Poetry as a Source of Knowledge on Historic Dress in a Social, Political, and Economic Context: The Scottish Highlanders from 1603 through 1830 as an Example
Clevenger, Jennifer Lynn
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Dress is both an individual and a societal means of communication. Understanding the meaning of dress within a society, culture, and specific time period can aid researchers in understanding the social, political, and economic events and changes that take place in dress. The Scottish Highland dress differed in the 17th and early 18th centuries from that of the Scottish Lowlanders (i.e., people of Scotland below the Highlands) due to differences in culture and geography. Highland dress has been difficult to study because few extant garments exist before the 19th century and most of the records that exist deal with the upper class garments. The purpose of this research was to determine whether or not poetry (i.e., poems, ballads, and songs) could be used as a source of knowledge on historic dress in a social, political, or economic context, using the dress of Scottish Highlanders from 1603 through 1830 as an example, and to triangulate the findings with other sources that portray dress through the written word or visual image. This research cross-referenced the items of dress with social, political, and economic events that occurred in the lives of the Scottish and Highland people. The main source of documentation for this research was 3,501 Scottish poems written between 1603 and 1830 gathered from 18 anthologies and there were 394 poems with male dress references and 245 poems with female dress references, which was 18% of the poems. A large number (N=1531) of individual dress items were referenced within those poems. The poems were triangulated with 34 letters and 332 portraits from the same time period. The study of Highland dress in poetry expanded the knowledge base regarding specific items worn by males and females. The majority of the poems and dress references were found in the 18th century. The plaid and the kilt were the focus of poems related to war. The letters and portraits provided new information on dress, as well as providing support for the information gathered in the poems. Triangulation with the letters and portraits validated poetry as a source of Highland dress between 1603 and 1830.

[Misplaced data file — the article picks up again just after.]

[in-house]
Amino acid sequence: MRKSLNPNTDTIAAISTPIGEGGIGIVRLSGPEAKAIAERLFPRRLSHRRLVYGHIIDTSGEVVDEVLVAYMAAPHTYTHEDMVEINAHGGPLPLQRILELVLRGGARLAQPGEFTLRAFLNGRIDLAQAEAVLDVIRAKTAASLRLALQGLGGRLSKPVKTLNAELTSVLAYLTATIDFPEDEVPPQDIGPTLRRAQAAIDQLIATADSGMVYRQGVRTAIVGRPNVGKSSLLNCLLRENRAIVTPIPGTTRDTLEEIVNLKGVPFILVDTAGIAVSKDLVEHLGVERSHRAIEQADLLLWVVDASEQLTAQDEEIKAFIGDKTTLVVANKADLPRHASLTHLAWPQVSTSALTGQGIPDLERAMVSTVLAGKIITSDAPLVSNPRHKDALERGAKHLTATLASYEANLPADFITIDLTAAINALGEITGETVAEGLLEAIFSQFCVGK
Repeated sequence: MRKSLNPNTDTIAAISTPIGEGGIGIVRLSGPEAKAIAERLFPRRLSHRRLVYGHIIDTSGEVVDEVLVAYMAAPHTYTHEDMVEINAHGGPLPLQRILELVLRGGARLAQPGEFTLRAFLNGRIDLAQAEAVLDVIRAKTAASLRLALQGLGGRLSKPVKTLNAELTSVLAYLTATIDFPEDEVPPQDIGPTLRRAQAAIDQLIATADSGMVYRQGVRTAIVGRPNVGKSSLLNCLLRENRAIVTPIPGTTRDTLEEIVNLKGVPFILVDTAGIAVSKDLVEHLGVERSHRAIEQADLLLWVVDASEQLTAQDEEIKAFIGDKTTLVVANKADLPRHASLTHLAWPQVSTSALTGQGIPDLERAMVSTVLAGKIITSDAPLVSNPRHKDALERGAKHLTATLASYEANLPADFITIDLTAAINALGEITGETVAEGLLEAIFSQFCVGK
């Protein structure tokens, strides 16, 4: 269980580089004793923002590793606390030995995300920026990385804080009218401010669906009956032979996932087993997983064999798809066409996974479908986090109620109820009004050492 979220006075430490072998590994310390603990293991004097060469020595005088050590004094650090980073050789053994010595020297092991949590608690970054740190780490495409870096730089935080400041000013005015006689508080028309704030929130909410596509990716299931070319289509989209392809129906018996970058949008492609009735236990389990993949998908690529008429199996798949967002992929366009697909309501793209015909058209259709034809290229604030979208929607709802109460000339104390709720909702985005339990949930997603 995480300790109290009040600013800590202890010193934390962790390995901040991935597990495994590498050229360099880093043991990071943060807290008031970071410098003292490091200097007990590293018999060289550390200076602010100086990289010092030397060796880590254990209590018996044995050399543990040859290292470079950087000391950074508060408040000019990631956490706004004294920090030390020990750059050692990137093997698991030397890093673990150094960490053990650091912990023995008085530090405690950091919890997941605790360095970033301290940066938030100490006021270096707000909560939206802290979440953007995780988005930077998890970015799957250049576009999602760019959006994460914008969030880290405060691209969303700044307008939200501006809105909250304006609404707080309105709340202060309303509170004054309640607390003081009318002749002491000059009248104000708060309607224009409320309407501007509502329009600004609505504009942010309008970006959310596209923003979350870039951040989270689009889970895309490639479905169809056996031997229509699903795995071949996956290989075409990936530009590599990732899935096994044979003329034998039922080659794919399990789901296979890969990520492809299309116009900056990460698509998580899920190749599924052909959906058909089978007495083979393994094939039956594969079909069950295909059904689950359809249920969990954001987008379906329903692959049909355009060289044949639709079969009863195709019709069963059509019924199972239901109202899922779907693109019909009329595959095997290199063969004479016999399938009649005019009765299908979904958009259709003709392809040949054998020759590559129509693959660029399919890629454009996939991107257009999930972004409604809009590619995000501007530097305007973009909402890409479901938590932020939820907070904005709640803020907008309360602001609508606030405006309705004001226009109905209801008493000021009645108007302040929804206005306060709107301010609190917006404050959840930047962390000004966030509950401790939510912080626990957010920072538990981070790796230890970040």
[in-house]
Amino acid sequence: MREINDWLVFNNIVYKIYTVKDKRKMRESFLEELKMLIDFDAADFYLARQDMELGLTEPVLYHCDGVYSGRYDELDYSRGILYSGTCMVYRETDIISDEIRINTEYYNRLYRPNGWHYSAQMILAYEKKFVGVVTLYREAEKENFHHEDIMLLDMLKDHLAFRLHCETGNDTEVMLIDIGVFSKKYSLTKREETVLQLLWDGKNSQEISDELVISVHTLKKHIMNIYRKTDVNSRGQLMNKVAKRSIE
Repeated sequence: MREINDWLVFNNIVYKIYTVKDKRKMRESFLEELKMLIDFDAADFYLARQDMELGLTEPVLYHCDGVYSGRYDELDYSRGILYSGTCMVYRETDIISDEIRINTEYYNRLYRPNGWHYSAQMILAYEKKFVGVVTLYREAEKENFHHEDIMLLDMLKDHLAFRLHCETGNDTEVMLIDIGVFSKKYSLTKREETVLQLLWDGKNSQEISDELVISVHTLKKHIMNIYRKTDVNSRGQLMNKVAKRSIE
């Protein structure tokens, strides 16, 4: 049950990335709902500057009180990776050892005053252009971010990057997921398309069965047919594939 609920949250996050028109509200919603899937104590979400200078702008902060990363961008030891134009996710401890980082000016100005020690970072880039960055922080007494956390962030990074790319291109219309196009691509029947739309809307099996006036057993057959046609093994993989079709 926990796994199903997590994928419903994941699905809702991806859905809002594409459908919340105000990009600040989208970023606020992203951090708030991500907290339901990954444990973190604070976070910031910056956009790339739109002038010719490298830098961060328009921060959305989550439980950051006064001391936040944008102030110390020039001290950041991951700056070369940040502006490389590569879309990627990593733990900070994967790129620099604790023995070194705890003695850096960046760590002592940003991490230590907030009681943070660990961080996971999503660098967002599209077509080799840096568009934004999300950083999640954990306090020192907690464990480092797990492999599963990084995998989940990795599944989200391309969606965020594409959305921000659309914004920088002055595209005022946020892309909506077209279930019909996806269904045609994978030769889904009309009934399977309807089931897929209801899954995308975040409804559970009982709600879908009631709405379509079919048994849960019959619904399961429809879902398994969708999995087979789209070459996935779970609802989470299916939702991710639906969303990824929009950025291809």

- Doctoral Dissertations